DENTON, Texas — Delphi and Peterbilt recently demonstrated a solid oxide fuel cell APU, which was able to successfully power a Peterbilt 386’s electrical system while providing air-conditioning without depleting the truck’s batteries or requiring it to idle.
The test took place at Peterbilt’s Denton headquarters and was supported by the US Department of Energy’s Energy Efficiency and Renewable Energy (EERE) and Fossil Energy Solid State Energy’s Conversion Alliance (SECA) program.
The Delphi system converts chemical energy in conventional fuels into useful electrical power without combustion, the company explained in a release. It claims its system runs quietly and more efficiently than APUs with traditional combustion engines.
Delphi says its solid oxide fuel cell APU will be able to run off natural gas, diesel, biodiesel, propane, gasoline, coal-derived fuel and military logistics fuel. It is also compact in size, the company says.
The test was conducted to reflect a trucker’s typical day. The APU was brought to temperature during the course of on-road driving. Once it reached temperature, the Pete 386 was shut down to simulate the beginning of a rest period. During the rets period, the solid oxide fuel cell APU provided electrical power to the cab, running the air-conditioner, radio, CB radio and lights while also charging the truck’s battery.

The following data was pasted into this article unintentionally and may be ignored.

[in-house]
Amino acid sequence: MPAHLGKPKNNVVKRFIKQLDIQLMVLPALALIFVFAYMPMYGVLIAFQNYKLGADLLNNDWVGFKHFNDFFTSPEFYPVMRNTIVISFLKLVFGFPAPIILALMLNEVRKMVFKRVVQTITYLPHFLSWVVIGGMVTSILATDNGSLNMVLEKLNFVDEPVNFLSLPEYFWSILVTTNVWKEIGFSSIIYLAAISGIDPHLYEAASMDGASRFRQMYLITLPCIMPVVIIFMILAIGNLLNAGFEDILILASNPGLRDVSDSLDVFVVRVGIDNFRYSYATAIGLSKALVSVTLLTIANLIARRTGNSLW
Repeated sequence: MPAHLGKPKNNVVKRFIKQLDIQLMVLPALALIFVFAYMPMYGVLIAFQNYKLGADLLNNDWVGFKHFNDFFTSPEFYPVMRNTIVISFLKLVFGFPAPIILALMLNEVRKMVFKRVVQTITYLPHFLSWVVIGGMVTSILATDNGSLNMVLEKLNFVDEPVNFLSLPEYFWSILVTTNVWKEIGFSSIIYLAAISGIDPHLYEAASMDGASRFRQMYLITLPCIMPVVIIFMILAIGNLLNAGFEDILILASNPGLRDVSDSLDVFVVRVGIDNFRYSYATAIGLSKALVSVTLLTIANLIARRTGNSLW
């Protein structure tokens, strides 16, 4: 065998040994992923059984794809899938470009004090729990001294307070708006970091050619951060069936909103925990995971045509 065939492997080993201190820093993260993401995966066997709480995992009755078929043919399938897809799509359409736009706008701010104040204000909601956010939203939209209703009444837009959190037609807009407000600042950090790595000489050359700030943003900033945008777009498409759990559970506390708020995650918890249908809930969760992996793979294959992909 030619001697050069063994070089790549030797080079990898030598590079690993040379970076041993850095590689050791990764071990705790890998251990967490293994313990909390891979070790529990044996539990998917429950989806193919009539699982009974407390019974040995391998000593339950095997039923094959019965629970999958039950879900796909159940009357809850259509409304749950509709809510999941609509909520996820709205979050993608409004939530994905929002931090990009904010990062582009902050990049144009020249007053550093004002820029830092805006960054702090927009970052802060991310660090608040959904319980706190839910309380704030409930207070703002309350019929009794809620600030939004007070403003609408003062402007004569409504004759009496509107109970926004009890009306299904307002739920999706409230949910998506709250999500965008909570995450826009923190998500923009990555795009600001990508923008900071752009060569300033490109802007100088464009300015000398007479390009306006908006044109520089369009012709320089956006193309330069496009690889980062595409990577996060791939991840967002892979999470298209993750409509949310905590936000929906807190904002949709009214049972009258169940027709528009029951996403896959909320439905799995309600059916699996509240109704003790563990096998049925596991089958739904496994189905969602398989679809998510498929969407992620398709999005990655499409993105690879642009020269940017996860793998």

The test ran for 10 hours to cover an entire off-duty period. Delphi and Peterbilt said the system provided an average of 800 watts of electricity throughout the test.
“The Delphi SOFC passed this test, standing up to the demands of a typical truck driver’s day,” said Mary Gustanski, Delphi Powertrain Systems director of engineering. “We are encouraged by the performance of the demonstration, especially given the 95 F Texas heat. Additionally, we thank everyone at Peterbilt for participating in this evaluation and for echoing our enthusiasm for the further development of eco-friendly solutions.”
“The SOFC system provides a technologically-advanced solution to meet anti-idle requirements while surpassing expectations for reduced emissions, noise and fuel consumption,” added Landon Sproull, Peterbilt’s chief engineer. “This system has the potential to revolutionize future APUs by setting new benchmarks for performance and ease of operation with no adverse effects on the environment.”
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